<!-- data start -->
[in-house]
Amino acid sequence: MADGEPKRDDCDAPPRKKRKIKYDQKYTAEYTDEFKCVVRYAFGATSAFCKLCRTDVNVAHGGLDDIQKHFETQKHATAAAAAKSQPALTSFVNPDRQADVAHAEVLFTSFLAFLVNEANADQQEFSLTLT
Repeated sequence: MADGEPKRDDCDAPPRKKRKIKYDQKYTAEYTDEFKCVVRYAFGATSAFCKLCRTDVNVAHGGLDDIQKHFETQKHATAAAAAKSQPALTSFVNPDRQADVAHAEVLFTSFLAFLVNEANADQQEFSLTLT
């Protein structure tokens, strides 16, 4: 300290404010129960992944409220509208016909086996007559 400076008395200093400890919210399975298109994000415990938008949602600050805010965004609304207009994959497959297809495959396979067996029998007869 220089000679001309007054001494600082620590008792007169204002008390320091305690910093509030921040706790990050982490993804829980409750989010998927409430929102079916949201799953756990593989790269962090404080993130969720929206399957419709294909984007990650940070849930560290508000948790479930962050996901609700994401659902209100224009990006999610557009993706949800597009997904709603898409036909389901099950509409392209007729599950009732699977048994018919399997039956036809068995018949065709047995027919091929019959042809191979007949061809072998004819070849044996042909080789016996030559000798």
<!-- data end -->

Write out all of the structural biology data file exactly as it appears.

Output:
[in-house]
Amino acid sequence: MADGEPKRDDCDAPPRKKRKIKYDQKYTAEYTDEFKCVVRYAFGATSAFCKLCRTDVNVAHGGLDDIQKHFETQKHATAAAAAKSQPALTSFVNPDRQADVAHAEVLFTSFLAFLVNEANADQQEFSLTLT
Repeated sequence: MADGEPKRDDCDAPPRKKRKIKYDQKYTAEYTDEFKCVVRYAFGATSAFCKLCRTDVNVAHGGLDDIQKHFETQKHATAAAAAKSQPALTSFVNPDRQADVAHAEVLFTSFLAFLVNEANADQQEFSLTLT
């Protein structure tokens, strides 16, 4: 300290404010129960992944409220509208016909086996007559 400076008395200093400890919210399975298109994000415990938008949602600050805010965004609304207009994959497959297809495959396979067996029998007869 220089000679001309007054001494600082620590008792007169204002008390320091305690910093509030921040706790990050982490993804829980409750989010998927409430929102079916949201799953756990593989790269962090404080993130969720929206399957419709294909984007990650940070849930560290508000948790479930962050996901609700994401659902209100224009990006999610557009993706949800597009997904709603898409036909389901099950509409392209007729599950009732699977048994018919399997039956036809068995018949065709047995027919091929019959042809191979007949061809072998004819070849044996042909080789016996030559000798």